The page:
Let Her Speak for Herself: Nineteenth-Century Women Writing on the Women of Genesis

By Marion Ann Taylor; Heather E. Weir | Go to book overview

§31 Julia Wedgwood
(1833–1913)

Julia Wedgwood54 was born into a privileged British family and spent her life surrounded by intellectuals. She wrote novels, articles, and a number of works of non-fiction, including The Message of Israel in the Light of Modern Criticism (1894), in which she used the results of contemporary Biblical criticism to elucidate the message of the Bible.

In this brief excerpt, Wedgwood described Abraham's timidity when faced with external challenges. Sarah, as Stowe intimated, controlled Abraham and he did not protect her from Pharaoh, as Hyneman imagined.

From Julia Wedgwood, The Message of Israel in the Light of Modern
Criticism
(London: Isbister, 1894), 157.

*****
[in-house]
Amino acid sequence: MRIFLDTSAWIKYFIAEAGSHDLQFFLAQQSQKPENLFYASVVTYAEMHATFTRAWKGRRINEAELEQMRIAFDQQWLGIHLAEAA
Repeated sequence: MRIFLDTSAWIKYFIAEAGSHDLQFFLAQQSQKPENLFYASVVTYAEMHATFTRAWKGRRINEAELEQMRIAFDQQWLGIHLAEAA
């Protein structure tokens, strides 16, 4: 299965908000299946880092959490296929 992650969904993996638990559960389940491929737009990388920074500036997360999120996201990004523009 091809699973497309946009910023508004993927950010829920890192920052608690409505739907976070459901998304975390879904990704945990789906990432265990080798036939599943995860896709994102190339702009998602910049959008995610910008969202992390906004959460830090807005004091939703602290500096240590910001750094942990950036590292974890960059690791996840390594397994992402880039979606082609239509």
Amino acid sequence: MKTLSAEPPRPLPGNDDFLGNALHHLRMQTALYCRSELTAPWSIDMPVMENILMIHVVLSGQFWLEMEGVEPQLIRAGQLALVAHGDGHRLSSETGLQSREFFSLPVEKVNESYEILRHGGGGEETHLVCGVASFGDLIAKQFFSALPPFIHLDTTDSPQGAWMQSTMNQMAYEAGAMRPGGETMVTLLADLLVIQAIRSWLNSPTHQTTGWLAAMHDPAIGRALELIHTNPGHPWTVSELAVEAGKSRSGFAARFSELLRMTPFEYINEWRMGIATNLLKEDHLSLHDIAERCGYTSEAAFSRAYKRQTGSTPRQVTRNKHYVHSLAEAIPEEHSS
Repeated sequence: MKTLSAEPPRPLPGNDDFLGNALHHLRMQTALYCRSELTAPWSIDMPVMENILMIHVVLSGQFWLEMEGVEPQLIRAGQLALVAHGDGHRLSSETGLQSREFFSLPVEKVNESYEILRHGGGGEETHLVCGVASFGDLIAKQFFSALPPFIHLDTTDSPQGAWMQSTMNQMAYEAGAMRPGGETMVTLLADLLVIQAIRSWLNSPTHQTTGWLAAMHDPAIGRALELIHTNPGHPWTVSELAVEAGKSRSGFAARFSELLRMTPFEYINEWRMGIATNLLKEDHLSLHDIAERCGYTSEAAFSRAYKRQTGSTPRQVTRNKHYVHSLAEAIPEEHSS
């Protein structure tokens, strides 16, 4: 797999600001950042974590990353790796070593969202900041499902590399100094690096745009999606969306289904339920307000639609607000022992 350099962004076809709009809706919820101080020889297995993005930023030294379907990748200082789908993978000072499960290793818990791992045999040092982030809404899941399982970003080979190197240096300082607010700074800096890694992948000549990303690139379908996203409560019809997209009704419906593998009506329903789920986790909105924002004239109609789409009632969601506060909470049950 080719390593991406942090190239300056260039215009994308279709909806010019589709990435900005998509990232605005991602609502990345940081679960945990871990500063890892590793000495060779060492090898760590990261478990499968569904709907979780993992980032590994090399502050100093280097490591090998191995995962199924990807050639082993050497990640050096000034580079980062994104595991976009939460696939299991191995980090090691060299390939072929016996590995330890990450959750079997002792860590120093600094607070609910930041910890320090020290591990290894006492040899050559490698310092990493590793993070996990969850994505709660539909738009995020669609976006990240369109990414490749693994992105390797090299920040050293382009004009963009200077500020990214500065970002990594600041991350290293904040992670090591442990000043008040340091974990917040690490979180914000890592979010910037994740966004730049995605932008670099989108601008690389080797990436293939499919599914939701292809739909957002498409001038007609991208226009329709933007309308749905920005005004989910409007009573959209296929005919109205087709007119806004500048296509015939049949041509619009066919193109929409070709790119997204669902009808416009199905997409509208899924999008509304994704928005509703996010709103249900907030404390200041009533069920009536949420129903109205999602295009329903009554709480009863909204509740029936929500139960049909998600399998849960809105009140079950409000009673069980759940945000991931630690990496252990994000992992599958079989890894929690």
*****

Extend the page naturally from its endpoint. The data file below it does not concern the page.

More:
Towards his human kindred he "Abraham" is cowardly even when he is loving. He lacks the physical courage to protect Sarah against Pharaoh, and the moral courage to protect Hagar against Sarah. He surrenders the beloved child and the mother to the most miserable death rather than encounter the anger of a woman; he is willing to surrender this woman to what he should have dreaded more than any death, in order to avert an imaginary danger to himself.


§32 Clara Bewick Colby
(1846–1916)

Clara Bewick Colby was born in England and moved to the United States as a child. She graduated from the University of Wisconsin in 1869. She married former Civil War general, later assistant U.S. Attorney General, Leonard Wright Colby. They were divorced in 1906. Colby was active in the Woman's Suffrage movement, helping to bring the movement to Nebraska in 1881. She published the Woman's Tribune, the official publication of the

54 For a more complete biography of Julia Wedgwood, see part 1, "Eve—The Mother of
Us All."

-173-

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